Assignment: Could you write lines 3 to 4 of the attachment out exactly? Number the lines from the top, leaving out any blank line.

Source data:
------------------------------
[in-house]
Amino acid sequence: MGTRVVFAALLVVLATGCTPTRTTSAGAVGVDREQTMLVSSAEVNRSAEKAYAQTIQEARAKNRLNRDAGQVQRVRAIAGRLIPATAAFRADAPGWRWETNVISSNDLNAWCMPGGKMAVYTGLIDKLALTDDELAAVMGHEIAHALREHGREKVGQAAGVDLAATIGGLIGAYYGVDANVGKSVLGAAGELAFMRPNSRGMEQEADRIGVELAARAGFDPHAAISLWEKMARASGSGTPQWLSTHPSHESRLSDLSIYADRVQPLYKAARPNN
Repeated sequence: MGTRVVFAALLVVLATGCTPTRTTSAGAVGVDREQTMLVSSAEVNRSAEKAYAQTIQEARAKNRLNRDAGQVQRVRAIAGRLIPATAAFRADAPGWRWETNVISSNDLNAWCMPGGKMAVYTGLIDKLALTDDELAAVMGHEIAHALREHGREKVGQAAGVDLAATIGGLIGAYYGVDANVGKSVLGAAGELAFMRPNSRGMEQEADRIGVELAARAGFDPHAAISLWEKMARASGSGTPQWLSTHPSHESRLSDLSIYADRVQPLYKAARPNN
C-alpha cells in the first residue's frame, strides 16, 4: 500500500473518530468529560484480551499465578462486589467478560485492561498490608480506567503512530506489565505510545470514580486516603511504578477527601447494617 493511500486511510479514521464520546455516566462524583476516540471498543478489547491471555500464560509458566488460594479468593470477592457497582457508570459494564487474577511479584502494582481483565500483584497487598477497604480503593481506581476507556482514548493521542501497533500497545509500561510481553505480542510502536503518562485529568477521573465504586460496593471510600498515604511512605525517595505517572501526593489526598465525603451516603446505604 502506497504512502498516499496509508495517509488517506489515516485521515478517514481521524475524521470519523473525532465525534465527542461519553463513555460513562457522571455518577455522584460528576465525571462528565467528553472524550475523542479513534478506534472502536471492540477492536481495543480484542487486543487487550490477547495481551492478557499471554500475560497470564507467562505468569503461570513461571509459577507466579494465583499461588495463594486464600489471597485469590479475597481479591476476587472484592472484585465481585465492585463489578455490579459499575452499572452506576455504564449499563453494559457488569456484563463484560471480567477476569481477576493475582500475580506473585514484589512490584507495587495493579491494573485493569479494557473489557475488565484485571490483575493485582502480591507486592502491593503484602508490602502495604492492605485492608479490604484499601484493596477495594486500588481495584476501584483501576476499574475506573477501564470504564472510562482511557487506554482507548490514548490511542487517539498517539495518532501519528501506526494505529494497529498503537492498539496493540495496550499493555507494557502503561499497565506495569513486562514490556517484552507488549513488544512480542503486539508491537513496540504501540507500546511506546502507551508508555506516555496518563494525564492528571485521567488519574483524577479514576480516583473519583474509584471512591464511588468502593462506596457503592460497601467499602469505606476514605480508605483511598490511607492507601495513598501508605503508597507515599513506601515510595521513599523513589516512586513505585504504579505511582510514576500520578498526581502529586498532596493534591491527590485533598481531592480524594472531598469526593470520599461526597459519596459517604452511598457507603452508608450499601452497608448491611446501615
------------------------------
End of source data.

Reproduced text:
Repeated sequence: MGTRVVFAALLVVLATGCTPTRTTSAGAVGVDREQTMLVSSAEVNRSAEKAYAQTIQEARAKNRLNRDAGQVQRVRAIAGRLIPATAAFRADAPGWRWETNVISSNDLNAWCMPGGKMAVYTGLIDKLALTDDELAAVMGHEIAHALREHGREKVGQAAGVDLAATIGGLIGAYYGVDANVGKSVLGAAGELAFMRPNSRGMEQEADRIGVELAARAGFDPHAAISLWEKMARASGSGTPQWLSTHPSHESRLSDLSIYADRVQPLYKAARPNN
C-alpha cells in the first residue's frame, strides 16, 4: 500500500473518530468529560484480551499465578462486589467478560485492561498490608480506567503512530506489565505510545470514580486516603511504578477527601447494617 493511500486511510479514521464520546455516566462524583476516540471498543478489547491471555500464560509458566488460594479468593470477592457497582457508570459494564487474577511479584502494582481483565500483584497487598477497604480503593481506581476507556482514548493521542501497533500497545509500561510481553505480542510502536503518562485529568477521573465504586460496593471510600498515604511512605525517595505517572501526593489526598465525603451516603446505604 502506497504512502498516499496509508495517509488517506489515516485521515478517514481521524475524521470519523473525532465525534465527542461519553463513555460513562457522571455518577455522584460528576465525571462528565467528553472524550475523542479513534478506534472502536471492540477492536481495543480484542487486543487487550490477547495481551492478557499471554500475560497470564507467562505468569503461570513461571509459577507466579494465583499461588495463594486464600489471597485469590479475597481479591476476587472484592472484585465481585465492585463489578455490579459499575452499572452506576455504564449499563453494559457488569456484563463484560471480567477476569481477576493475582500475580506473585514484589512490584507495587495493579491494573485493569479494557473489557475488565484485571490483575493485582502480591507486592502491593503484602508490602502495604492492605485492608479490604484499601484493596477495594486500588481495584476501584483501576476499574475506573477501564470504564472510562482511557487506554482507548490514548490511542487517539498517539495518532501519528501506526494505529494497529498503537492498539496493540495496550499493555507494557502503561499497565506495569513486562514490556517484552507488549513488544512480542503486539508491537513496540504501540507500546511506546502507551508508555506516555496518563494525564492528571485521567488519574483524577479514576480516583473519583474509584471512591464511588468502593462506596457503592460497601467499602469505606476514605480508605483511598490511607492507601495513598501508605503508597507515599513506601515510595521513599523513589516512586513505585504504579505511582510514576500520578498526581502529586498532596493534591491527590485533598481531592480524594472531598469526593470520599461526597459519596459517604452511598457507603452508608450499601452497608448491611446501615